Now when Jesus came into the district of Caesarea Philippi, he asked his disciples, “Who do people say that the Son of Man is?” And they said, “Some say John the Baptist, but others Elijah, and still others Jeremiah or one of the prophets.” He said to them, “But who do you say that I am?” Simon Peter answered, “You are the Messiah, the Son of the living God.” And Jesus answered him, “Blessed are you, Simon son of Jonah! For flesh and blood has not revealed this to you, but my Father in heaven. And I tell you, you are Peter, and on this rock I will build my church, and the gates of Hades will not prevail against it. I will give you the keys of the kingdom of heaven, and whatever you bind on earth will be bound in heaven, and whatever you loose on earth will be loosed in heaven.” Then he sternly ordered the disciples not to tell anyone that he was the Messiah. From that time on, Jesus began to show his disciples that he must go to Jerusalem and undergo great suffering at the hands of the elders and chief priests and scribes, and be killed, and on the third day be raised.
– Matthew 16:13-21
Biblical scholars have debated for centuries about why Jesus would have ordered his disciples not to tell anyone that he was the Messiah. The most obvious reason, though, is apparent once we strip away the accretions of church dogma: Jesus never intended that anyone outside the church should think of him that way.
This is, as I’ve said before, one of only two places in all the four gospels that Jesus says anything about church. Jesus’ blessing Peter for making the assertion and tying that assertion to Peter’s cornerstone foundational position in the building of the indestructible church indicates that the messianic understanding of Jesus is tied specifically to the church. It was never intended that it should apply to anyone else’s. Jesus is specifically the church’s messiah, who in turn passes exclusive messianic power to the church.
The consequence of this connection is, however, that the only legitimate basis for the church’s existence is the community carrying out the messianic purpose of God’s. In today’s world, that messianic purpose is often misunderstood, even by the communities claiming to be the church. (Indeed, it’s an open question, given Peter’s objection to Jesus’ next pronouncement about going to Jerusalem to suffer and be killed, whether even Peter knew what he was talking about.) God’s messianic purpose is misconstrued to confer powers and privileges that are unintended.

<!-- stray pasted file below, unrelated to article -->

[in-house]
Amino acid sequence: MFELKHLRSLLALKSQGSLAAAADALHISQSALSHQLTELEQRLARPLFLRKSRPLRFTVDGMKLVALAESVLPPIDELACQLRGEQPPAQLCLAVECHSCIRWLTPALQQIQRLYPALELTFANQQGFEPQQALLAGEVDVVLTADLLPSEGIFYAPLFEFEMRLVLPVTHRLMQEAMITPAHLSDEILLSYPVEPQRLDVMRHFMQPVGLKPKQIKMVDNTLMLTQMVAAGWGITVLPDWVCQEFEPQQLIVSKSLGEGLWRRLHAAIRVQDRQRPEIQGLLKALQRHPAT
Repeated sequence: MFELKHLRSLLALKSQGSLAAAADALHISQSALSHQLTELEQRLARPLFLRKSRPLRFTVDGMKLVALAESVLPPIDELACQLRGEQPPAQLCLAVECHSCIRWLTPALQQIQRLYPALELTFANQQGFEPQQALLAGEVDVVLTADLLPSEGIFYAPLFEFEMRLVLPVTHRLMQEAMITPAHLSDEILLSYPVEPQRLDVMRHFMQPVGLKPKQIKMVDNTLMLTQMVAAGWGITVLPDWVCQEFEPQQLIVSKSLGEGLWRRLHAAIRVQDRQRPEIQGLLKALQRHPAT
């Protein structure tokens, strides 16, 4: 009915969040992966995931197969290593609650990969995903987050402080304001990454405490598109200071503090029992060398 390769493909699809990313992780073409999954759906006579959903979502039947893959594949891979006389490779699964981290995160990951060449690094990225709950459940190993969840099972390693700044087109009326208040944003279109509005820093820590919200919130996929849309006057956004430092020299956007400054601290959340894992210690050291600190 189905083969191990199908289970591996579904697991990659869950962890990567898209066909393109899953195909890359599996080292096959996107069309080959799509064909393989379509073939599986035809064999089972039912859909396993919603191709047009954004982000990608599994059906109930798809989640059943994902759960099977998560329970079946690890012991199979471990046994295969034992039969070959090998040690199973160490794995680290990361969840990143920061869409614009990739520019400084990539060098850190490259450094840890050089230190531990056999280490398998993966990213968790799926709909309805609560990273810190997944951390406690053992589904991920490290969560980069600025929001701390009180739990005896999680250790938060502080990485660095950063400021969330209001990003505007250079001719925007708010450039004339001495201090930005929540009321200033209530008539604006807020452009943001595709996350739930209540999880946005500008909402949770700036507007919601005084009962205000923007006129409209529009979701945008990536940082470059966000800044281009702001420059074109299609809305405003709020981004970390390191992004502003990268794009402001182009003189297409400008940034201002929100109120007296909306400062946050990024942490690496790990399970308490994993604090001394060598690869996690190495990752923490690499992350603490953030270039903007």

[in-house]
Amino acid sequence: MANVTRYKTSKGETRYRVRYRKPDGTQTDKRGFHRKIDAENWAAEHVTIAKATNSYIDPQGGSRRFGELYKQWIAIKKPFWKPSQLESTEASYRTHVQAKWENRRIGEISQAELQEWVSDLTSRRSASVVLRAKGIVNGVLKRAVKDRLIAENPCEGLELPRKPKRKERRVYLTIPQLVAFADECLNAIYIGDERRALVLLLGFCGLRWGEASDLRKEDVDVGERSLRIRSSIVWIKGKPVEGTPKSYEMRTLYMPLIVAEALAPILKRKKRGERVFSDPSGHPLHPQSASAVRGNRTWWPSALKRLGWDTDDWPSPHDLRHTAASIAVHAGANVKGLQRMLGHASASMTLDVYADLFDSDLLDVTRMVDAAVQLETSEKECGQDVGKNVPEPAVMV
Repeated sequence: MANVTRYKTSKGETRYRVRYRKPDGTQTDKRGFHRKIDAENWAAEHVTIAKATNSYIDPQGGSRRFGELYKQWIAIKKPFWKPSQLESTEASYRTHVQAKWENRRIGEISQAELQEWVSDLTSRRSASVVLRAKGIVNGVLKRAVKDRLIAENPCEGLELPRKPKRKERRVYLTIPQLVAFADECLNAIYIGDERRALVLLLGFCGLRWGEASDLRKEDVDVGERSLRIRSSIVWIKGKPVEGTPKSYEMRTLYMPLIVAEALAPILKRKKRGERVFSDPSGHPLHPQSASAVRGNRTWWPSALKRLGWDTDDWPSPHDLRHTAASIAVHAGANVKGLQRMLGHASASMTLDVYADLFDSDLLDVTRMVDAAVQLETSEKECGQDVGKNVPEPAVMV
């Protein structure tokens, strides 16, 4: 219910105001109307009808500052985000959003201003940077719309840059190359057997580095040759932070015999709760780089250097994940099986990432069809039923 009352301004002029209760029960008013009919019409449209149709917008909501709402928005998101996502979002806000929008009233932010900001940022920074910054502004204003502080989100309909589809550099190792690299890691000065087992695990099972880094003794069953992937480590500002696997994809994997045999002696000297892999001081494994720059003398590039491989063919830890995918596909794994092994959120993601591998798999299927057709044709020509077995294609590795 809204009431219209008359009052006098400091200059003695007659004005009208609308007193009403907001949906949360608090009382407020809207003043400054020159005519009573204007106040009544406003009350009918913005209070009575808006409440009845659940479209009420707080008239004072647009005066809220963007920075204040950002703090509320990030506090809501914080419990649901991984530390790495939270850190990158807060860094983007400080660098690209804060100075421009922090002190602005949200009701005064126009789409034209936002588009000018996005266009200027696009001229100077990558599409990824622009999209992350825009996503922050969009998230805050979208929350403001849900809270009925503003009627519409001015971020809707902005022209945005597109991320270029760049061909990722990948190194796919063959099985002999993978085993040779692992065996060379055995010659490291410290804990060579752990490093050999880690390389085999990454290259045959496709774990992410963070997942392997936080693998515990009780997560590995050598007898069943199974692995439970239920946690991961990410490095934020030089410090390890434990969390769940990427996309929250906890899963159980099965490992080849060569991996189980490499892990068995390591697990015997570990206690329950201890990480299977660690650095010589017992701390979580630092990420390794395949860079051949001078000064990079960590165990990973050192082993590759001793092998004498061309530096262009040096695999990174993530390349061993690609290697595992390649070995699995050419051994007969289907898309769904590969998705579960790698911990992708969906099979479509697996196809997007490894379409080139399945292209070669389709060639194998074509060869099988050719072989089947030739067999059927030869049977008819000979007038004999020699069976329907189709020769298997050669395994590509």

Inasmuch as Jesus embodies God’s messianic purpose, that purpose is self-sacrificial, as his subsequent statement indicates. Therefore, the church referred to here, unlike most churches we’re familiar with in North America, is the community that really and correctly understands its basis for existence in its self-sacrifice. Over the years, the so-called marks of the true church have been misplaced in piddling arguments about correct worship and observation of rites and sacraments and ordinances and all manner of arguing over polity. On the basis of this passage, some have claimed that to really be the church there has to be some kind of linear decent from Peter. It’s all crap.
The only way to tell that a church is really the church in the sense Matthew’s Jesus is talking about is when you see it die to give life to someone else.
It’s not glorious or triumphant. It makes no claims about what anyone else should do to achieve salvation. It seeks no worldly recognition or consideration or privilege. Nor does it ask for anyone’s approval. It simply goes wherever people need saving and gives everything it has away in the faith that binding what it does on earth, it will find its reward in heaven. A church that really understands messianic power doesn’t talk about it. It just does it.